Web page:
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Meta-ethnicity is a relatively recent term (or neologism) occasionally used in academic literature or public discourse on ethnic studies. It describes a level of commonality that is wider ("meta-") and more general (i.e., might differ on specifics) than ethnicity, but does not necessarily correspond to (and may actually transcend) nation or nationality. In colloquial discourse, it usually signifies a larger group of related ethnic groups who identify with each other.

An early use—possibly the first published in English—was an article in a 1984 USSR Academy of Sciences publication discussing identity in Asia and Africa.[1]

Examples of use[edit]

Some other examples:

  • Puniit Singh Lamba wrote: "Against this dominant view of the nature of the Indian state, Singh argues that India should be seen as an 'ethnic democracy' in which Hinduism works as a meta-ethnicity and in which hegemonic control is exercised over ethnic minorities, particularly those living in the peripheral regions"[2] or over other religions within the polity, such as Islam.
  • "L. Byzov, however, believes that 'there has taken place within the Russian national consciousness one of the most radical changes ever: from a meta-ethnic sense of identity to a strictly ethnic identity' (Byzov 1996, 45)."[3]
  • "Geoffrey Fox, on the other hand, argues that 'Hispanic', with its emphasis on Spanish-language heritage as the foundation of meta-ethnicity, has no implied racial or class agendas and is simply preferred by most immigrants from Latin America." ... "Furthermore, these split-level processes of identity formation—the forging of ethnicity and meta-ethnicity—take place in regional contexts of unequal ethnic control over media and symbol systems."[4]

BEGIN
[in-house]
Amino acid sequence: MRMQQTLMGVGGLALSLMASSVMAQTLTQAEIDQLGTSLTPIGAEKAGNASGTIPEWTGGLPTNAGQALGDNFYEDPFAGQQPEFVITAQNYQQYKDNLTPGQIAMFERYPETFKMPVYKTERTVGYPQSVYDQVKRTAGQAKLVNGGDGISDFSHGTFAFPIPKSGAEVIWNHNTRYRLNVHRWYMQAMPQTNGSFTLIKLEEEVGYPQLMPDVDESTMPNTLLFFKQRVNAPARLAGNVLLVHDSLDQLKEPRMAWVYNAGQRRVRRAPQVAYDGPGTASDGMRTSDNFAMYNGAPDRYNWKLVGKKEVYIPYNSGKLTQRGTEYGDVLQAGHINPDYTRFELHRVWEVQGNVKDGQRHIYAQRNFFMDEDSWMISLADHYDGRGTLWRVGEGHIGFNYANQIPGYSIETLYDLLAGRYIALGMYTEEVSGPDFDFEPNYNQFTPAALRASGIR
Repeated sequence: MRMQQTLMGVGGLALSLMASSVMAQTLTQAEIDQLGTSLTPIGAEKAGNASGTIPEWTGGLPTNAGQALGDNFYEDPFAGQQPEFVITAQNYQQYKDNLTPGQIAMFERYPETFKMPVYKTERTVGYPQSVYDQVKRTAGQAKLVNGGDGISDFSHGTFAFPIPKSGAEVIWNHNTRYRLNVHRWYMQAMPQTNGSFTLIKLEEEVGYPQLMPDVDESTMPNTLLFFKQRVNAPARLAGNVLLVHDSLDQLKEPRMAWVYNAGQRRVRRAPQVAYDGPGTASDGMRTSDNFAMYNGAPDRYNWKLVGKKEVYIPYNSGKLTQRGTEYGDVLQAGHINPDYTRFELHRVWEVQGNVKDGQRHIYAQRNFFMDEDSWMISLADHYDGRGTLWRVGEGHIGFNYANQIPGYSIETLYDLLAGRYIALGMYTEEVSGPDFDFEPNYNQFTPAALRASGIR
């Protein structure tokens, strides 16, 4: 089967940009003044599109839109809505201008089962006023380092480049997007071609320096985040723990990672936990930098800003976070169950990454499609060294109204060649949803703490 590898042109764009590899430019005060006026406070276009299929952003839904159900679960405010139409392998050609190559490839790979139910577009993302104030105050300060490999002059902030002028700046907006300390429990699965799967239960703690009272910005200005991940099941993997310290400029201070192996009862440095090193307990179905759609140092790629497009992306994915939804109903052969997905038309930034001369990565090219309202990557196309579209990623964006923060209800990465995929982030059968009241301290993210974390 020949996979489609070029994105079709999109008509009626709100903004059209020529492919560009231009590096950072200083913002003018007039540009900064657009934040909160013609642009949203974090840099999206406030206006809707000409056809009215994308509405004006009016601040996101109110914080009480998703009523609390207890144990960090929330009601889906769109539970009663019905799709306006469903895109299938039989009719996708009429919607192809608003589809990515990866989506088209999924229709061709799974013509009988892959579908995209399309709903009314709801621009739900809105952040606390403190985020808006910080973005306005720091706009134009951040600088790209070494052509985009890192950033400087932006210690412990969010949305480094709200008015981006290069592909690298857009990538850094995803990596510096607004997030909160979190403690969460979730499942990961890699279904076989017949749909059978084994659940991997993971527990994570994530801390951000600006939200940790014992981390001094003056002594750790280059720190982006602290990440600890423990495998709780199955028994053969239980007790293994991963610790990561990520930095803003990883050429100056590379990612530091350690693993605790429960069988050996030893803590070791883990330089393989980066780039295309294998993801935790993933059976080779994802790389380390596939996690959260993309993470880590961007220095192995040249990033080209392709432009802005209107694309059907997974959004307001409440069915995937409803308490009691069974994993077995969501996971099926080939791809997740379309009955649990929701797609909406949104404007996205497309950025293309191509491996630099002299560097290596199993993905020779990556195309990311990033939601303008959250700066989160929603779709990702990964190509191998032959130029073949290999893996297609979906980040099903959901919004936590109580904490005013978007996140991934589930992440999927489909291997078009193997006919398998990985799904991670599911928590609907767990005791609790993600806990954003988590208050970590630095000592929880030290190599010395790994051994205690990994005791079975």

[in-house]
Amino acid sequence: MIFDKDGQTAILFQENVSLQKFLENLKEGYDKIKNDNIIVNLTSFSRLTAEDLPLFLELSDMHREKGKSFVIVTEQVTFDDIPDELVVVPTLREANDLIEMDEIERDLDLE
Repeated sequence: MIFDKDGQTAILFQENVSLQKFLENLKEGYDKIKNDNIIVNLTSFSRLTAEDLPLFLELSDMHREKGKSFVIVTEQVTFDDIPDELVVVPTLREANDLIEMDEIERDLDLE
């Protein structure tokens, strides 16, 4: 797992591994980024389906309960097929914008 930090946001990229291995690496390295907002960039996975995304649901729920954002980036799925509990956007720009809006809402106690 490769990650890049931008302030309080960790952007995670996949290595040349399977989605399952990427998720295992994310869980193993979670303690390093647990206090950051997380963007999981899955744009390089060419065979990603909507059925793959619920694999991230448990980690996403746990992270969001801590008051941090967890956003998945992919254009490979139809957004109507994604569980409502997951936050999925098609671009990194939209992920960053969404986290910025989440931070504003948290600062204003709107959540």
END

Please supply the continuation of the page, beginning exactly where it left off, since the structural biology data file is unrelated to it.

• Peter Turchin introduces the concept "metaethnic frontier theory" in his 2003 book, Historical Dynamics: Why States Rise and Fall[5]
  • According to Hussain, Imtiaz, "At the beginning of the new century, Chinese people are living the construction of a metaethnicity of multiple identities."[6]

See also[edit]


  1. ^ Brook, Solomon, and Nikolai Cheboksarov. 1984. "Metaethnic Identities in Asia and Africa." In Ethnocultural Development of African Countries. Moscow: USSR Academy of Sciences. Pp. 49-73.
  2. ^ Lamba, Puniit Singh. "The Sikh Times - Book Reviews - New Perspectives on Sikh Studies". Retrieved 2017-10-01.
  3. ^ Agadjanian, Alexander. 2001. "Religious pluralism and national identity in Russia." MOST Journal on Multicultural Societies, Vol. 2, No. 2 (note 19)
  4. ^ Davis, Mike. 1999. "Magical Urbanism: Latinos Reinvent the US Big City." New Left Review I/234, March-April 1999
  5. ^ Turchin, Peter (2003). Historical Dynamics: Why States Rise and Fall. Princeton University Press. ISBN 9780691116693.
  6. ^ Hussain, Imtiaz (2004). Tyranny of Soft Touches: Interculturalism, Multiculturalism, and 21st Century International Relations. Universidad Iberoamericana. ISBN 9789688595381.

External links[edit]